Titian Paints "Diana and Callisto"
Diana and Callisto is a painting of 1556–59 by the Venetian artist Titian.
It is currently part of the Bridgewater or Sutherland Loan, on display at the National Gallery of Scotland in Edinburgh, with a later version by Titian and his workshop in the Kunsthistorisches Museum in Vienna. It portrays the moment in which the goddess Diana discovers that her maid Callisto has become pregnant by Jupiter.
It is part of a series of seven famous canvasses, the "poesies", depicting mythological scenes from Ovid's Metamorphoses painted for Philip II of Spain (after Maximilian II, Holy Roman Emperor had declined Titian's offer to paint them for him). The work remained in the Spanish royal collection until 1704, when King Philip V gave it to the French ambassador. It was soon acquired by Philippe II, Duke of Orléans, nephew of Louis XIV, and Regent of France during the minority of Louis XV, for his collection, one of the finest ever assembled. After the French Revolution, the Orleans collection was sold to a Brussels banker by Louis Philippe II, Duke of Orléans in 1791, two years before he was guillotined. It was brought to London for sale in 1793, and bought by a syndicate of three aristcrats, the leader of which, the canal and coal-magnate Francis Egerton, 3rd Duke of Bridgewater, bought a large number of paintings for himself, including this painting, Titian's Diana and Actaeon (from the same mythological series of 7 paintings), eight paintings by Poussin, three Raphaels and Rembrandt's "Self-Portrait, aged 51".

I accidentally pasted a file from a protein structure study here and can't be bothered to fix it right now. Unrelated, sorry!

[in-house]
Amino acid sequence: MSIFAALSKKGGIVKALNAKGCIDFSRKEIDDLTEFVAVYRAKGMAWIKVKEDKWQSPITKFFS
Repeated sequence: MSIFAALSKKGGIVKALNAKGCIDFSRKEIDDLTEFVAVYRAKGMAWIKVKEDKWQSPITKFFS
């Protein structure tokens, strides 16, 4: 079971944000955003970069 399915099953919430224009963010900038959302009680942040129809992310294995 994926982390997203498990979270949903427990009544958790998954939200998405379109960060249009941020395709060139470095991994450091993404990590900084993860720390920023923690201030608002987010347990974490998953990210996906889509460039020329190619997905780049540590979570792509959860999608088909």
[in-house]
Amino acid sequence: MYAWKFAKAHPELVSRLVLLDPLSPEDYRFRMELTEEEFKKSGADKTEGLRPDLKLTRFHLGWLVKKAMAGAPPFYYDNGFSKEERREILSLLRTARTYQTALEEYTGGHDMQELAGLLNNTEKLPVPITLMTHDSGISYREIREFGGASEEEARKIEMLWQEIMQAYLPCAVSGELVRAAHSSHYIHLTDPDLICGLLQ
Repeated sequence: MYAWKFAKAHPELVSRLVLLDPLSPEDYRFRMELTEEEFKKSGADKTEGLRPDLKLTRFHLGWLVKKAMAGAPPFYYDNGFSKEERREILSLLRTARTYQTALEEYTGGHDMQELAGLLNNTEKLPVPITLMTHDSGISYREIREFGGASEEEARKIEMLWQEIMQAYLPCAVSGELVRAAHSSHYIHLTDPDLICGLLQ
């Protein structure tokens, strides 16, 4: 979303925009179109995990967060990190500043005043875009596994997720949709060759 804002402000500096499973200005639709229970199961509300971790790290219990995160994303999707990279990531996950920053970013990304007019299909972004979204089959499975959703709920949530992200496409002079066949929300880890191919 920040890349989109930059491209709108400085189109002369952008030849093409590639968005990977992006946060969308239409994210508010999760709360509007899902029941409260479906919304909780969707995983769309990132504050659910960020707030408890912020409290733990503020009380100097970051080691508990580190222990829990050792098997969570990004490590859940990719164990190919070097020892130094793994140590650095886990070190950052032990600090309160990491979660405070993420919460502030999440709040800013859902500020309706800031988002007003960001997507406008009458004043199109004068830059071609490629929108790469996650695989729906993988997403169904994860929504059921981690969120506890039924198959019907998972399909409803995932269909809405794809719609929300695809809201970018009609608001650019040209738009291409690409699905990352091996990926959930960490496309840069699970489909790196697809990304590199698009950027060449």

The third Duke of Bridgewater was probably inspired to buy the paintings by his nephew, Earl Gower, the ancestor of the Dukes of Sutherland. Certainly, on Bridgewater's death five years after the purchase, he bequeathed the Titians and the rest of the collection to Gower, who put it on display to the public in his London house - it has been on public display ever since. On first seeing the collection there, William Hazlitt wrote "I was staggered when I saw the works ... A new sense came upon me, a new heaven and a new Earth stood before me.". On the outbreak of the Second World War in September 1939, the collection was moved from London to Scotland. Since 1945 the Diana and Actaeon and Diana and Callisto (with other paintings from the collection, known collectively as "the Bridgewater loan" or "the Sutherland Loan") at the National Gallery of Scotland in Edinburgh. As well as Hazlitt, during their time on public display the two Titian paintings have inspired artists such as JMW Turner and Lucian Freud — Freud has described the pair as "simply the most beautiful pictures in the world".